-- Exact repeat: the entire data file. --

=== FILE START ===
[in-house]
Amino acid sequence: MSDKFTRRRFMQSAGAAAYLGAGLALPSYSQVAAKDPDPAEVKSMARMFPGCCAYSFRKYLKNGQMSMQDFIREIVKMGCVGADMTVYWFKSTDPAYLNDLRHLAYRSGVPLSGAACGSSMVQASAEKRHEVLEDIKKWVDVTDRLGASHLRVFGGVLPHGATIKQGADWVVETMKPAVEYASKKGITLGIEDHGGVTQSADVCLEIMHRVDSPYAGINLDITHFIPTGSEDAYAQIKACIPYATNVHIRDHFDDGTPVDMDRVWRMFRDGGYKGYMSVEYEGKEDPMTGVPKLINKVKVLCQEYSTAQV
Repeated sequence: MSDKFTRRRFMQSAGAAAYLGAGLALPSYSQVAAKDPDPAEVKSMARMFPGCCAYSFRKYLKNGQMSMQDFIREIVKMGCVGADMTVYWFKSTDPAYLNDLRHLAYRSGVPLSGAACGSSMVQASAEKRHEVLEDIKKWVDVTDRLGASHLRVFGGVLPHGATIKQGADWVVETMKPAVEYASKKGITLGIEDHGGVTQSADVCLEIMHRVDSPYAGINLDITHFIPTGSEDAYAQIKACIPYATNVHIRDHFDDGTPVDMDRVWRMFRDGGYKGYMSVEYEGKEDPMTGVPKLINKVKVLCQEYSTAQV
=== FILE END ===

[in-house]
Amino acid sequence: MSDKFTRRRFMQSAGAAAYLGAGLALPSYSQVAAKDPDPAEVKSMARMFPGCCAYSFRKYLKNGQMSMQDFIREIVKMGCVGADMTVYWFKSTDPAYLNDLRHLAYRSGVPLSGAACGSSMVQASAEKRHEVLEDIKKWVDVTDRLGASHLRVFGGVLPHGATIKQGADWVVETMKPAVEYASKKGITLGIEDHGGVTQSADVCLEIMHRVDSPYAGINLDITHFIPTGSEDAYAQIKACIPYATNVHIRDHFDDGTPVDMDRVWRMFRDGGYKGYMSVEYEGKEDPMTGVPKLINKVKVLCQEYSTAQV
Repeated sequence: MSDKFTRRRFMQSAGAAAYLGAGLALPSYSQVAAKDPDPAEVKSMARMFPGCCAYSFRKYLKNGQMSMQDFIREIVKMGCVGADMTVYWFKSTDPAYLNDLRHLAYRSGVPLSGAACGSSMVQASAEKRHEVLEDIKKWVDVTDRLGASHLRVFGGVLPHGATIKQGADWVVETMKPAVEYASKKGITLGIEDHGGVTQSADVCLEIMHRVDSPYAGINLDITHFIPTGSEDAYAQIKACIPYATNVHIRDHFDDGTPVDMDRVWRMFRDGGYKGYMSVEYEGKEDPMTGVPKLINKVKVLCQEYSTAQV